Tuesday, December 30, 2014

Communism Pretty Much Sucks

A couple of statistics about Germany:

Among more than 600 members of management and supervisory boards at Germany’s 30 largest companies, fewer than a dozen lived in the German Democratic Republic when the Berlin Wall fell on Nov. 9, 1989. Many of them are politicians or labor union officials, not executives.
That is 2% of the nation's executives from an area that makes up around 20% of the population.
The rapid productivity gains eastern workers made after reunification have stalled: they are still only 76% as productive as western ones. That is partly because the east German economy is concentrated in less productive industries, like construction and agriculture. But even in others, like finance, eastern workers have made smaller productivity gains than westerners.
Unless there were major regional economic  differences between the east and west of Germany before World War 2, and as far as I'm aware the east wasn't considered notably poorer, it illustrates just how much an atrocious political idea can deplete the human capital of a country. That the legacy of communism is still so pronounced more than 25 years after it collapsed is a pretty damning indictment of the system.


Kaffeesachse said...

Prior to WW1 the Kingdom of Saxony (comprising a major chunk of what became the Soviet occupation zone at the end of WW2; capital city Dresden) was the most urbanised and densely populated state in the German Reich, and punched far above its geographical weight in the economic, artistic and academic spheres. It was a cautiously liberal constitutional monarchy with a booming economy, strong cultural ties to Austria (an old ally against the Prussians) and a prominent place in the old Anglo-German culture that perished in 1914. Socialism was wildly popular, despite / because of the kingdom's wealth and moderation. Saxons used to be stereotyped by other (generally less prosperous) Germans as cosy, elaborately polite coffee-drinking shopkeepers with comical accents.

Conversely the Duchies of Mecklenburg-Strelitz and Mecklenburg-Schwerin (also parts of the post-1945 Soviet zone) were near-feudal rural backwaters (traditionally allied with Prussia) that were steadily losing population to the USA, Saxony and other more modern German states before WW1.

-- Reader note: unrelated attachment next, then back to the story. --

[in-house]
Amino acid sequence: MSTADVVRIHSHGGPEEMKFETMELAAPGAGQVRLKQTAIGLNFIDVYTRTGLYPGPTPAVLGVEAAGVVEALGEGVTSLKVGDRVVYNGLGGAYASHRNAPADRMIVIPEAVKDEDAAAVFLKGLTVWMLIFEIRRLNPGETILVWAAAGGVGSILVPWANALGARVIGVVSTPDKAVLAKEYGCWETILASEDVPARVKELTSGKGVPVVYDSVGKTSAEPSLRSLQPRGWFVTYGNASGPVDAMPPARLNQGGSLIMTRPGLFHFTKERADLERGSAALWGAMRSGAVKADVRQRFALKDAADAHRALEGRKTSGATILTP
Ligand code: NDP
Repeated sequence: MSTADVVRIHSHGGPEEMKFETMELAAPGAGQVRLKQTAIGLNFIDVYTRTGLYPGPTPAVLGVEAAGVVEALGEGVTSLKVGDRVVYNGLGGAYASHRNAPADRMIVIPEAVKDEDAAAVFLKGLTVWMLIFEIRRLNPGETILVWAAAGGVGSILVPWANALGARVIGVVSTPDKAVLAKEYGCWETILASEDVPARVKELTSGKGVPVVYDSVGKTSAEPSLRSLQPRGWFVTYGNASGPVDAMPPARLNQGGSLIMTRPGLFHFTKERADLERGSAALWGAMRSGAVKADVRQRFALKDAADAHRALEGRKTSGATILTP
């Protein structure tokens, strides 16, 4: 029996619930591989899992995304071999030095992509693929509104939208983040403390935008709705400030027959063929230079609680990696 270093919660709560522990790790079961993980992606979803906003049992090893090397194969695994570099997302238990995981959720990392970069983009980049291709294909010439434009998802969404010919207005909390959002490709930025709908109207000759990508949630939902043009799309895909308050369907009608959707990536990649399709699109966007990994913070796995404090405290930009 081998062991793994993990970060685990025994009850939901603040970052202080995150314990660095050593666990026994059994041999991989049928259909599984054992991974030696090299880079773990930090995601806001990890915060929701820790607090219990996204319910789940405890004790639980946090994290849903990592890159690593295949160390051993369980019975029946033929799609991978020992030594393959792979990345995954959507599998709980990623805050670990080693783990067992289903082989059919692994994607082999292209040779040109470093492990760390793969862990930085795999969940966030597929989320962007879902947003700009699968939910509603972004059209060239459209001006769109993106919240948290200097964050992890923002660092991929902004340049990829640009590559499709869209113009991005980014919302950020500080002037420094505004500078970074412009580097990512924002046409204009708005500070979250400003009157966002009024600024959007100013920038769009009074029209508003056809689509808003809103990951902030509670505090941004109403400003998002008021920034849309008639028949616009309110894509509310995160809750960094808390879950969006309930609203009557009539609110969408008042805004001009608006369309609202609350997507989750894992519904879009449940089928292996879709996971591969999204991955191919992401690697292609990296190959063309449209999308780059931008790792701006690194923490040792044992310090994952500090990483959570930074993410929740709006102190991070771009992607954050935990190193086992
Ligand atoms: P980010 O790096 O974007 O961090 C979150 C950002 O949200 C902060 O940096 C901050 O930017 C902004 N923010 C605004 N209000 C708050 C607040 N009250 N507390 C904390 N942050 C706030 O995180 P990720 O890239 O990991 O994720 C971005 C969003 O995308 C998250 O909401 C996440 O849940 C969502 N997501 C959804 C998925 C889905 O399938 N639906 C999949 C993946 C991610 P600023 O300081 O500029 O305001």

Ross said...

Thanks for that. I've tried to get a sense of what the regional differences in Germany were before, but the multitude of different states that existed pre-unification make it very hard to get a clear picture of- at least with the amount of time I've spent looking it.

Umbongo said...

Today I went to the exhibition at the British Museum: Germany - Memories of a Nation. One statistic remains in my mind: 15 years after WW2 which reduced Germany to rubble, by sheer hard work and utilising Marshall Aid to rebuild its industry (rather than splurging it on domestic consumption as did the then Labour government here) Western Germany's share of the world's industrial production was around 15%. Neil MacGregor (who wrote the book and created the radio programme on which the exhibition is based) observes that in 1960 bomb sites were still a fairly common sight in the UK; not, however, in West Germany.

It seems that socialism of the national variety is not as damaging to human capital as the socialism of the international type beloved by the BBC and Miliband's father (and presumably Miliband himself). Analogously, Chile which was on the verge of ruin at the conclusion of Allende's regime prospered after the "Chicago Boys" were given their head by Pinochet.

Thinking aloud: it will be interesting to see how (and if) Cuba recovers from the ruin inflicted by the Castro regime. On that tack, it will be just as interesting to see whether Russia will ever be able to create wealth a la West Germany rather than emulate the primitive economies of the Middle East and Africa by surviving through the export of raw materials which it digs or drills up.

Ross said...

As well as Cuba and Russia, one I'd be interested in seeing if it could transition itself is North Korea. I suspect immediate reunification with the south would be impossible for at least a couple of decades just because of how backwards it will be.